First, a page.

Stainless steel purchasing activity remained at a fairly high level during the first quarter of 2020, as customers continued work on ongoing projects, or took delivery of material from existing contracts. In addition, many buyers sourced additional tonnages, as insurance against possible future shortages, should supply be disrupted due to the Covid-19 crisis. Since late March, however, business volumes have dropped.
Investment in the energy sector was already declining, as a result of the price war between several leading oil-producing countries. This was compounded when the coronavirus severely reduced the fuel demand, for cargo and passenger transport.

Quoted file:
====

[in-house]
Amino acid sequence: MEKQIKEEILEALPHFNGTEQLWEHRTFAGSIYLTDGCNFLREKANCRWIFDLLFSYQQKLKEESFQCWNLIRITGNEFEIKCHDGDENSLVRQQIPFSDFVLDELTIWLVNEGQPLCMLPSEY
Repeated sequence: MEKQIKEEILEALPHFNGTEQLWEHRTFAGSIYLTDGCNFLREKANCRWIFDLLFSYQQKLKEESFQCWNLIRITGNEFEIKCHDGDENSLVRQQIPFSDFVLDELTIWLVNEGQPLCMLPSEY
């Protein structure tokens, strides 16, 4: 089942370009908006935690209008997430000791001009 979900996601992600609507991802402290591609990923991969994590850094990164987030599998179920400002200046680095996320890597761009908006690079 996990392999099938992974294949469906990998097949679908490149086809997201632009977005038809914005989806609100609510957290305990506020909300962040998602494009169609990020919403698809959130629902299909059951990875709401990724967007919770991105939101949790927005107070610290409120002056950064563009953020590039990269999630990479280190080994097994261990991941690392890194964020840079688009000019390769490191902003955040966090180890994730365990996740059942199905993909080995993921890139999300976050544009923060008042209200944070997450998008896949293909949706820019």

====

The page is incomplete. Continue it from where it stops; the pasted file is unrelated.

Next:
The automotive sector, too, was at a low ebb, before the pandemic took hold. Now, companies and individuals are reluctant to make such expensive purchases, at a time of financial uncertainty. The same is true, to some extent, of the weakened demand for white goods and other consumer items.
Sales of catering equipment have slumped, as leisure venues around the world were forced to close. While many construction projects have been able to continue, the number of new investments is declining, due to the fragile economic situation.
Many countries are, now, easing lockdown measures and enabling manufacturers to restart their operations. However, depressed end-user demand will keep stainless steel orders at a low level, in the coming months. The climb back towards previous consumption volumes is likely to be long and slow.
Source: MEPS International Ltd.